The Social Sciences and Humanities Research Council (SSHRC) recently awarded the University of Manitoba $195,657 for the “Embodying empathy” development project, and another $199,636 over three years to find solutions to food insecurity in northern First Nation communities.
“Embodying empathy” project
The purpose of this project is to create a virtual Indian Residential School (IRS) in partnership with an interdisciplinary team of IRS survivors, indigenous communities, archivists, scholars, and technology experts, including Electric Monk Media and Legacy of Hope Foundation.
Consulting survivors and intergenerational survivors is emphasized to create an authentic virtual reality.
“Two primary objectives of the residential school system were to remove and isolate children from the influence of their homes, families, traditions, and cultures, and to assimilate them into the dominant culture,” Prime Minister Stephen Harper explained in a public apology to former students of the residential school system.
To this day, few of the buildings that housed residential schools remain to serve as knowledge centres about the history of forced assimilation. This project aims to re-create residential school exhibits for educational purposes based on the testimony of survivors.
Andrew Woolford, professor of sociology at the U of M, is leading the project along with associate professors from the department of English, film, and theatre, Adam Muller and Struan Sinclair.
Woolford told the Manitoban that the Canadian Museum for Human Rights is creating exhibits that will make the Truth and Reconciliation Commission testimony available to the general public.
One of the outcomes of the “Embodying empathy” project will be to highlight the benefits and pitfalls of creating a virtual IRS, and determining whether virtual reality technology can actually bring audiences closer to the diverse experiences of forced assimilation in residential schools.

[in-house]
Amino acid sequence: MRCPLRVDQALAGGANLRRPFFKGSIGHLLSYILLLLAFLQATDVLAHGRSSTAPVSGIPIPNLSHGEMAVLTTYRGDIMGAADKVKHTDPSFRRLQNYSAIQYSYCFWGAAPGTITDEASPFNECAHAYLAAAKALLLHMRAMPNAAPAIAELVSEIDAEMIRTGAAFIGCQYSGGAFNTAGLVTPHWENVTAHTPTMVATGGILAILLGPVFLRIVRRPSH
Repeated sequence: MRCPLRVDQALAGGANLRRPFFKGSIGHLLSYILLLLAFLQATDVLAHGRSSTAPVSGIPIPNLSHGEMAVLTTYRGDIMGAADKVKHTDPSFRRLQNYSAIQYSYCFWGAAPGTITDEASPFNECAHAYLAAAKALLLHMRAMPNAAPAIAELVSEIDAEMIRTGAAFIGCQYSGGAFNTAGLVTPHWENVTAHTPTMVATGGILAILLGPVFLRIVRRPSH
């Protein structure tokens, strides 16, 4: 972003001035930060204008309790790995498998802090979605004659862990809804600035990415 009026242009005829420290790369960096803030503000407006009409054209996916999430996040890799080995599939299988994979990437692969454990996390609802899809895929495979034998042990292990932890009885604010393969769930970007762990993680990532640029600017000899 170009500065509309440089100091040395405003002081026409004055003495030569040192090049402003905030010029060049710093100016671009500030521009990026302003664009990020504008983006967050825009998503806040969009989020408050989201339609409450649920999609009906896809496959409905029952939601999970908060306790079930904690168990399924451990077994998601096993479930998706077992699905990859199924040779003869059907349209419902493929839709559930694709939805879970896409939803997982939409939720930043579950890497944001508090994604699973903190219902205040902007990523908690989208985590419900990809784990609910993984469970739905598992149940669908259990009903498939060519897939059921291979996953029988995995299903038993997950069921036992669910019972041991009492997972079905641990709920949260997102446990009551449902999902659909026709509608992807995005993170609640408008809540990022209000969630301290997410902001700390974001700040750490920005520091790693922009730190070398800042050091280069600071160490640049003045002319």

Sharing the Feast of Food from the Land in Northern Manitoba
The other research project receiving funding is a partnership between Shirley Thompson of the U of M’s Natural Resource Institute, co-applicants Ataharul Huq Chowdhury of the University of Guelph and Stéphane McLachlan of the University of Manitoba, Frontier School Division, O-Pipon-Na-Piwin Cree Nation, and Manitoba Agriculture, Food and Rural Development.
The research seeks to find solutions to food insecurity and establish food sovereignty in northern First Nations communities.
“It all came out of a survey that we did in 14 communities. So, out of that, we did a lot of analysis around what was working in the communities: what they had, which communities were better off, and why?
“Is it gardening, is it connection to roads, is it connection to public transit? What are the factors that are improving food security?” Thompson told the Manitoban.
“And so this research largely came out of that. And a growing partnership with [O-Pipon-Na-Piwin Cree Nation] over the years.”